Jump to content

Remembering the 1957 Asian Flu Pandemic


Geee

Recommended Posts

1957-asian-flu-pandemic

Surrounded by amulets of the coronavirus crisis, I stare out my window at a city that may or may not be on the verge of disaster. To my right is a case of canned pasta. To my left are cartons of corned-beef hash from New Jersey and bottled water from Maine. I’m ready for whatever comes.

Except, I’m not ready. In fact, even at my advanced 80-something age, I find the whole COVID-19 panic to be strange and troubling. I’ve lived through epidemics before, but they didn’t crash the stock market, wreck a booming economy, and shut down international travel. They didn’t stop the St. Patrick’s Day parade or the NCAA basketball tournament, and they didn’t drop the curtain on Broadway shows. Will these extreme measures have any real effect on the spread of COVID-19 in New York, or America? We’re about to find out.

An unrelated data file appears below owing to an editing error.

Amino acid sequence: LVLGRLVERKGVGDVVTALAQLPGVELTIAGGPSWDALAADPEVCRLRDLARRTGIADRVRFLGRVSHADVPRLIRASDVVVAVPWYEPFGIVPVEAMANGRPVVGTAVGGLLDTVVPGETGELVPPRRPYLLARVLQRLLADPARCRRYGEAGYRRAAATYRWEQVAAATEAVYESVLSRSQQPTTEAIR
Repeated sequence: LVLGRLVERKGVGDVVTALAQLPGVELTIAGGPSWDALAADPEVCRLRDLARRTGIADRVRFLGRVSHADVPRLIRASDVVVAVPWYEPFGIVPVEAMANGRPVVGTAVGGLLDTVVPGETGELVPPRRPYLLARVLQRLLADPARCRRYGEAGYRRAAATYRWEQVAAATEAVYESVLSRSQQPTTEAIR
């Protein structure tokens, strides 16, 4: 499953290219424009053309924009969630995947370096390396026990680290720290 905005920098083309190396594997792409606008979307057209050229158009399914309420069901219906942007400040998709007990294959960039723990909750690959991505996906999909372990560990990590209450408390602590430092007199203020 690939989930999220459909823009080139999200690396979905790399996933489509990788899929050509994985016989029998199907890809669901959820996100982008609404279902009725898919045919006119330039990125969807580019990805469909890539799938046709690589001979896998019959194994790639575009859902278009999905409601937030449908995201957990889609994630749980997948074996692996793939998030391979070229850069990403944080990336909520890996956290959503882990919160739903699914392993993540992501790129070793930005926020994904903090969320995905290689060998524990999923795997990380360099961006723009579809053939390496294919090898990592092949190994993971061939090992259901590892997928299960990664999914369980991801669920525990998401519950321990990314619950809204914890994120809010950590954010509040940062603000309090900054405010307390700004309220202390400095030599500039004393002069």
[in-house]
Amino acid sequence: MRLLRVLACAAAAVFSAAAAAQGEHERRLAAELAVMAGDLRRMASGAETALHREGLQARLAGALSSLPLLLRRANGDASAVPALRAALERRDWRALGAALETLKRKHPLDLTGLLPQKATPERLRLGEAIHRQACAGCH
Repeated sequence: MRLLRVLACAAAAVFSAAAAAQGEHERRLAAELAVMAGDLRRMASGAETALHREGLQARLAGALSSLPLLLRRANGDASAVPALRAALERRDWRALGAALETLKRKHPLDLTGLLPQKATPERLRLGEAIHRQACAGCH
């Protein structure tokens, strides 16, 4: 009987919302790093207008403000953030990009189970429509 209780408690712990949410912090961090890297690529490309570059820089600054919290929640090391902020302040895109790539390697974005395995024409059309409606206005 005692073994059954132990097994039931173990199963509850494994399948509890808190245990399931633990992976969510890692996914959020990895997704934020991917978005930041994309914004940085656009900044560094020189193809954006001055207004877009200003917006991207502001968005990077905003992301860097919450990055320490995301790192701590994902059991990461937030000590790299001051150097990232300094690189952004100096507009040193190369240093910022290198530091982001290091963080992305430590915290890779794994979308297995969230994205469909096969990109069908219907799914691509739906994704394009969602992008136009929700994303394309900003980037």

My first encounter with a global pandemic came in October 1957, when I spent a week in my college infirmary with a case of the H2N2 virus, known at the time by the politically incorrect name of “Asian flu.” My fever spiked to 105, and I was sicker than I’d ever been. The infirmary quickly filled with other cases, though some ailing students toughed it out in their dorm rooms with aspirin and orange juice. The college itself did not close, and the surrounding town did not impose restrictions on public gatherings. The day that I was discharged from the infirmary, I played in an intercollegiate soccer game, which drew a big crowd.:snip:

  • Like 1
Link to comment
Share on other sites

Create an account or sign in to comment

You need to be a member in order to leave a comment

Create an account

Sign up for a new account in our community. It's easy!

Register a new account

Sign in

Already have an account? Sign in here.

Sign In Now
  • 1717070485
×
×
  • Create New...